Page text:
They state on the site that the real King Arthur of the historical record is first recorded in 7th century Scottish manuscript, the Vita Columba. Vita Columba identifies Arthur as a “Prince”, who was the “son of King Aidan” (King of the Scots from 574 AD). It recorded that Arthur and his father King Aidan led a coalition of Briton kings who fought the invading Picts and Saxons, and that Arthur never became king because he was slain in the battle of the Miathi. This would make King Arthur’s father, our direct ancestors great grandfather. Official royal records of Scotland state that King Aidan’s oldest son was Arthur and he was born in 559AD. For further understanding on King Arthur’s historical record I urge you read the link above.
Other theories espouse that King Arthur is NOT the Artur of Aidan but that evidence does NOT exclude the possibility that Arthur might be another member of the Dalriadic Scots. The evidence placing Arthur in North Britain is strong. “Skene (1876), Bromwich (1963), Goodrich (1986), and Glennie (1988) all looked to Arthur’s battles as listed by Nennius and concluded that these conflicts took place predominantly in the southern regions of present day Scotland, with some in what is now northern England.” King Comgall ruled from 507 which spans Arthur’s exploits in some historical record. The Annales Cambriae, a primary source for Arthurian legend, record the death of the historical Arthur in 537, while the obit of Comgall is at 537/538 in the Annals of Ulster and Annals of Tigernach. Thus, the dates of Comgall and Arthur accurately coincide. From this some scholars speculate that King Arthur is King Comgall. The information provided above was gathered here http://www.heroicage.org/issues/7/forum.html.
Regardless of which one it is, and the dates span by fifty years (note that many kings died in battle thus turnover was high), both Comgall and King Aedan are the same family. See below and the order of Kings. Comgall ruled then brother Gabran ruled after his death. Then Comgall’s son ruled, then Gabran’s son ruled (Aedan). Comgall is Aedan’s uncle. It is from one of these two men that researchers believe King Arthur came from. Both are from the same bloodline. So, for our purposes we can conclude that King Arthur, the real man is our kin, setting all legend aside.
So how is King Arthur tied to the Knights Templar?
The first “grail” story was written in Troy at the Council of Troyes (France) in 1127 AD where Bernard de Clairvaux established the Roman Catholic Cisterian Rule of the Templar Order. Note that this is nearly 600 years after the death of the “real” King Arthur. It was within this window of time that the legends of King Arthur were created with the notion of an ancient mythology accompanying his identity. Legends and folklore are powerful tool for societies and groups wishing to instill awe and fear, secrecy and a following. This secrecy and mythology is still alive and well today 1000 years later as these mythologies have created entirely new lives of their own in the famed “secret societies” of yesteryear. It was, during these early years (1127 +) alleged that King Arthur’s knights were Templars but also Celtic priests that pre-dated Christianity and were linked to the gnostic heretical teachings of the 4th century. In the 1600’s Arturian legend of the “holy grail” was manifest through the 1616 book called The Chymical Wedding of Christian Rozenkreutz. Chymical was the old English word for alchemy and the book was steeped in rosicrucian , templar red crosses, magical marriages of kings in queens in mystical lands and steeped in mysticism. The Knights Templar Order website states, “The medieval understanding of the ancient tradition of alchemy, was the Quest (or search by scientific or spiritual exploration) for the “philosopher’s stone”, which would give enlightenment. The connection of medieval alchemy and the “philosopher’s stone” to the fabled “Holy Grail” of the Knights, is demonstrated at Chartres Cathedral in France, which was built by the 12th century Templars of the Order of the Temple of Solomon.”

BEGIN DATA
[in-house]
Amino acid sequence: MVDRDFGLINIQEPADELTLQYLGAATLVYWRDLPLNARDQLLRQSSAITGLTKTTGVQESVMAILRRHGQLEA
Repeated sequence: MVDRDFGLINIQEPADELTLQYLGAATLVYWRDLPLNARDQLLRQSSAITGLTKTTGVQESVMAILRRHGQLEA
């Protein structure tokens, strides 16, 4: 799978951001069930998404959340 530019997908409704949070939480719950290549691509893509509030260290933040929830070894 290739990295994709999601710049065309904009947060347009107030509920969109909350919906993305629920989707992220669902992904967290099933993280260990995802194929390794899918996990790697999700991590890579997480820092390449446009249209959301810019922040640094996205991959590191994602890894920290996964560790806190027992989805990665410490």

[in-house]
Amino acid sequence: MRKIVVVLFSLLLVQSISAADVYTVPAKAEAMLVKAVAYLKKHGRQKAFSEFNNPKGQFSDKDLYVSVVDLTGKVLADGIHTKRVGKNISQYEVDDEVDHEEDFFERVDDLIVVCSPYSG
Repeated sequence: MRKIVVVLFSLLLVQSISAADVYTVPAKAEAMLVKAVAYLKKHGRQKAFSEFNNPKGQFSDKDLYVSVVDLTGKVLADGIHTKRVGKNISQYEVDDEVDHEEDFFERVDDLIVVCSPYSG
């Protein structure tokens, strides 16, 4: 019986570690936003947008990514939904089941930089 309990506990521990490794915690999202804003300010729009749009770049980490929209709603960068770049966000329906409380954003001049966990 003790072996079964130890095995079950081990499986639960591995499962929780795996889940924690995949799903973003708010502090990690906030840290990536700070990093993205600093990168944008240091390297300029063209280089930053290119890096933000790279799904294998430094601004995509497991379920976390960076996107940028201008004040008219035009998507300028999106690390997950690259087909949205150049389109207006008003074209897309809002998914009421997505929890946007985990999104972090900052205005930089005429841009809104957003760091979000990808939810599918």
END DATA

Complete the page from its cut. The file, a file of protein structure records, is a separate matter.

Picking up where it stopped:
So, what does the Knights Of Templar have to do with the Holy Land?
Fulk the Younger was King of Jerusalem from 1131 until his death. Fulk was a Templar and one of the founding knights of the Order of The Temple of Solomon in 1118. The descendants of King Fulk flow through the bloodlines of several lines of British Kings. Much more will be written on this topic of Knights of Templar, the Holy Grail and the Templar role in the Holy Land in blog posts to come.
What is the Holy Grail?
The Holy Chalice, also known as the Holy Grail, is the vessel that Jesus used at the Last Supper to serve wine. Much more will be written in our blog on the ancient school of alchemy, the Holy Grail and the schism between required religious indoctrination of the times and the emergent gnostic teachings.
Until then, we hope you enjoyed this blog learning more about The Kings of Dalriada.
Knights Templar Order Website – please reference their site directly for full insights due to copyright protections they recognize
Who’s Who in Scottish History; Gordon Donaldson.
Heraldry of the Royal Families of Europe; Jiri Louda.
Dictionary of the Middle Ages.
Brewer’s British Royalty; David Williamson.